When hospitals are few and far between, these shelters become homes away from home for expecting mothers. Find out how countries around the world are getting mothers to book in for better births starting right here close to home.
When hunger came to Tsholotsho, it came first for the town’s women.
The men were mostly gone from this quiet outpost, about 120 kilometres north of Bulawayo — or so it often felt. Every family that could, sent its men to South Africa. Brothers and fathers and uncles and sons hopped the border to find work and send money back. They left behind the women to watch the fields and tend the homesteads.
So when the maize, a staple here, began to shrivel and die late last year it was the women who scraped the last flecks of corn from the undersized cobs. It was women who decided when it was time for the family to begin forgoing one meal a day to preserve the supply just a little longer.
Nearby, the shelves in the local shops remained crammed full of tinned viennas and long-life milk and a thousand other foods. But as crops failed and the country’s economic crisis jacked prices higher and higher, everything on the shelves had become too expensive for many here to even consider buying.
That is a problem that has spread across Zimbabwe, where the United Nations World Food Programme (WFP) estimated earlier this year that almost one out of every three Zimbabweans would require food assistance.
But failing crops and skyrocketing prices have had an unexpected consequence: They’ve made the local maternal waiting homes — or amadumba — for pregnant women even more popular than usual.
The amadumba are far from new in Zimbabwe. They’re older than the country itself. The first waiting rooms here were opened before independence, by mission hospitals. But the programme expanded rapidly in the 1980s and early 1990s and by 1997, Zimbabwe had 255 of these waiting mother shelters, according to the World Bank.
From Zimbabwe to Indonesia, countries have turned to maternal waiting rooms to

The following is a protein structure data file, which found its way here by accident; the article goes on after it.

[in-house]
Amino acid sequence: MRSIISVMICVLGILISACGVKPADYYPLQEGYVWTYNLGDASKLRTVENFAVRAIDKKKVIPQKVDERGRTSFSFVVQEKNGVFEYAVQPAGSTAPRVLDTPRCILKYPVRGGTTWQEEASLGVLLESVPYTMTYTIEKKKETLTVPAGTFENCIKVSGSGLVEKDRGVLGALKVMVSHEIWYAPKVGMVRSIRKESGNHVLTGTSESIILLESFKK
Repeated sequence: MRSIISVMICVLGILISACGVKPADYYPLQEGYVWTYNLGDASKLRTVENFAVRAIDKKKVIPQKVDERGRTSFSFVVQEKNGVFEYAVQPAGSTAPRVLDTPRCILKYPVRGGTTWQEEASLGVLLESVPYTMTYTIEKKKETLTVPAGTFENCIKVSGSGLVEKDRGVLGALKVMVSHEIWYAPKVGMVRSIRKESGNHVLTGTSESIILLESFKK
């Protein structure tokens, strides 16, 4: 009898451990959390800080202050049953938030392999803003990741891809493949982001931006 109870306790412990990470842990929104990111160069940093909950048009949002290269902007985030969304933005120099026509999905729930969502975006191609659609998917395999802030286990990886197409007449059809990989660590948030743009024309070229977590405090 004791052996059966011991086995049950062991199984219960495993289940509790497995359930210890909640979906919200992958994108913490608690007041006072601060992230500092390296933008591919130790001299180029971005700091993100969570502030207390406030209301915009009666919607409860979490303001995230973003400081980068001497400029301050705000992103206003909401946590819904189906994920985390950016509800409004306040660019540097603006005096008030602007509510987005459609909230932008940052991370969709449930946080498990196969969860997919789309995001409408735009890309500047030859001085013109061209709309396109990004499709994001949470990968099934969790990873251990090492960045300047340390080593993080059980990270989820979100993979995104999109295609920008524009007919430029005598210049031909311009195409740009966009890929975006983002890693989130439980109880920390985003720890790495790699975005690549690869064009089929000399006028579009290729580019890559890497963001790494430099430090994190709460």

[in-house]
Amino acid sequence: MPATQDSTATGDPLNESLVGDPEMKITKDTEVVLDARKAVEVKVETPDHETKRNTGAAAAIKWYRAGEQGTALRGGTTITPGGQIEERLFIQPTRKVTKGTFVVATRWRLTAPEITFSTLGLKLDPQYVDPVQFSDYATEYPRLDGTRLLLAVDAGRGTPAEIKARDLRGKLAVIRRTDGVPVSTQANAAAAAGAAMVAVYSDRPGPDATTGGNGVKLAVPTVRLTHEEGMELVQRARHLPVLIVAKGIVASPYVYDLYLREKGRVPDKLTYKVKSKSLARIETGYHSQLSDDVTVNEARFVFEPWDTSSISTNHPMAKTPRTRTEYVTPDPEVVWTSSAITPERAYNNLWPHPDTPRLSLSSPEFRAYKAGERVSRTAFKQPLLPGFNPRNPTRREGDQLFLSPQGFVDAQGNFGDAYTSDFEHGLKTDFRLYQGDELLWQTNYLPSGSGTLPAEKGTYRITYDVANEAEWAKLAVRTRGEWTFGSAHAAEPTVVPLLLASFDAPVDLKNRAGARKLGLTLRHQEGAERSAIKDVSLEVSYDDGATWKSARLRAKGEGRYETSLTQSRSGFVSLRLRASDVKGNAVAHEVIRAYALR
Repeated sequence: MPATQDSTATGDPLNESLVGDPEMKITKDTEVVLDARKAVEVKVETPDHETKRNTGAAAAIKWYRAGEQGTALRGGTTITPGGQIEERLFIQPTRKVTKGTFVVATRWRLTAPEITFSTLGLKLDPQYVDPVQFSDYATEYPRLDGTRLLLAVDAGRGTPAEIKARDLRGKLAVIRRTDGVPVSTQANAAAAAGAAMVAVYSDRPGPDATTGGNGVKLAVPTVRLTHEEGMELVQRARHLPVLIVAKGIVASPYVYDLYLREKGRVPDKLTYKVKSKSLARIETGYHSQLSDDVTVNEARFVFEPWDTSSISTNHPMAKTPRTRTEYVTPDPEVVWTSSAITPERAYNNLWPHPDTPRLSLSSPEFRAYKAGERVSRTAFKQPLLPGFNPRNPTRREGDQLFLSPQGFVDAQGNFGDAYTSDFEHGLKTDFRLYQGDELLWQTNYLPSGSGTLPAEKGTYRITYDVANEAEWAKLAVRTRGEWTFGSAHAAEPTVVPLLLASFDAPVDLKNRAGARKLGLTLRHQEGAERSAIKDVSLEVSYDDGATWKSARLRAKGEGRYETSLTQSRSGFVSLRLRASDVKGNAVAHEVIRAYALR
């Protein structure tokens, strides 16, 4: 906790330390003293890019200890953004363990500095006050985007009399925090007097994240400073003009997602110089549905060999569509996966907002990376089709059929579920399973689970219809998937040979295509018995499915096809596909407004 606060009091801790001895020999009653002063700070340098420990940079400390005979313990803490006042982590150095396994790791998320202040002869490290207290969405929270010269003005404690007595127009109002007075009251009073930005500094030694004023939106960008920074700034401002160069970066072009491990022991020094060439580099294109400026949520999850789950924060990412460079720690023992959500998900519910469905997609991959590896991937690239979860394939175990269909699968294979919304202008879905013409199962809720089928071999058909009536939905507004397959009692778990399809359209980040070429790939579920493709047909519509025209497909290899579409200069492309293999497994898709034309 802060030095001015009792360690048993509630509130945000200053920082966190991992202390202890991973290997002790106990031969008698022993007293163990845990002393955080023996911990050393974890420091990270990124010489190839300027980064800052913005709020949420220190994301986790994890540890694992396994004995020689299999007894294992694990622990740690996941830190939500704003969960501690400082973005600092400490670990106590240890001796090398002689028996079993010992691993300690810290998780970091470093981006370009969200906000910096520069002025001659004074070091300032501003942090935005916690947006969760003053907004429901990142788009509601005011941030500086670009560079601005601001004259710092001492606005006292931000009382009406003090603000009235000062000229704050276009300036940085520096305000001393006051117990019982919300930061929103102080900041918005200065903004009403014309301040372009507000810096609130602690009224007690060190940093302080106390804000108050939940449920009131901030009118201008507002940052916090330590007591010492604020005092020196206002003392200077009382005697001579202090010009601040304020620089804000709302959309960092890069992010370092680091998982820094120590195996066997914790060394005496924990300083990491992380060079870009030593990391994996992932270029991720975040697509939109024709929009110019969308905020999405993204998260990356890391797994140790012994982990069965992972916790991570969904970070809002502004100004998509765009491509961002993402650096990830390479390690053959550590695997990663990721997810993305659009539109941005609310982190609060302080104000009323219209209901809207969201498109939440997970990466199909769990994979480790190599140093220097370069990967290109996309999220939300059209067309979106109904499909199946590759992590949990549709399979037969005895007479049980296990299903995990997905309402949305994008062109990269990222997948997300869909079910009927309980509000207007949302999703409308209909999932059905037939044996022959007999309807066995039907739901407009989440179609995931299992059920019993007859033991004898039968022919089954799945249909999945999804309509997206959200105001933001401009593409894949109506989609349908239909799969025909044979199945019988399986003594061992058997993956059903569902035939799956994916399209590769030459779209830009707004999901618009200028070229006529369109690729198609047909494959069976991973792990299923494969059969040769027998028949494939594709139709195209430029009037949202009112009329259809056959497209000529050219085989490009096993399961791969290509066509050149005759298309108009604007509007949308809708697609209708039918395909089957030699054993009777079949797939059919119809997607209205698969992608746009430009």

fill a pernicious gap in rural health care. In many places, women in small communities often live too far from hospitals and clinics to make it to one in time when they are about to give birth. By waiting out the last days of their pregnancies in facilities near hospitals, they can ensure they’ll have access to a trained professional and a safer birth.
It is a simple idea, and a good one. In Zimbabwe in the mid ‘90s, the death rate among babies one week or younger — whose mothers had stayed at the amadumba — was almost half that of infants whose mothers had travelled to hospital from far-flung communities after labour started, 2003 World Bank research showed.
In 2015, the World Health Organisation recommended that maternal waiting homes be established close to healthcare facilities in remote areas or those with limited access to healthcare. This was, in part, to help reduce not only infant mortality but also deaths among pregnant women although the organisation noted that more rigorous studies were needed to figure out just how well homes worked to curb these deaths.
Zimbabwe’s 2015 demographic and health survey found that about 3% of all women will die during pregnancy, childbirth or within two months of giving birth.
Senzeni Fuzwayo knew what happened when there was a medical emergency in her rural community outside of Tsholotsho. People looked for a car, and if one couldn’t be found (and it usually couldn’t), they loaded the sick person onto a donkey-drawn cart and made the jolting 10-kilometre journey to the hospital.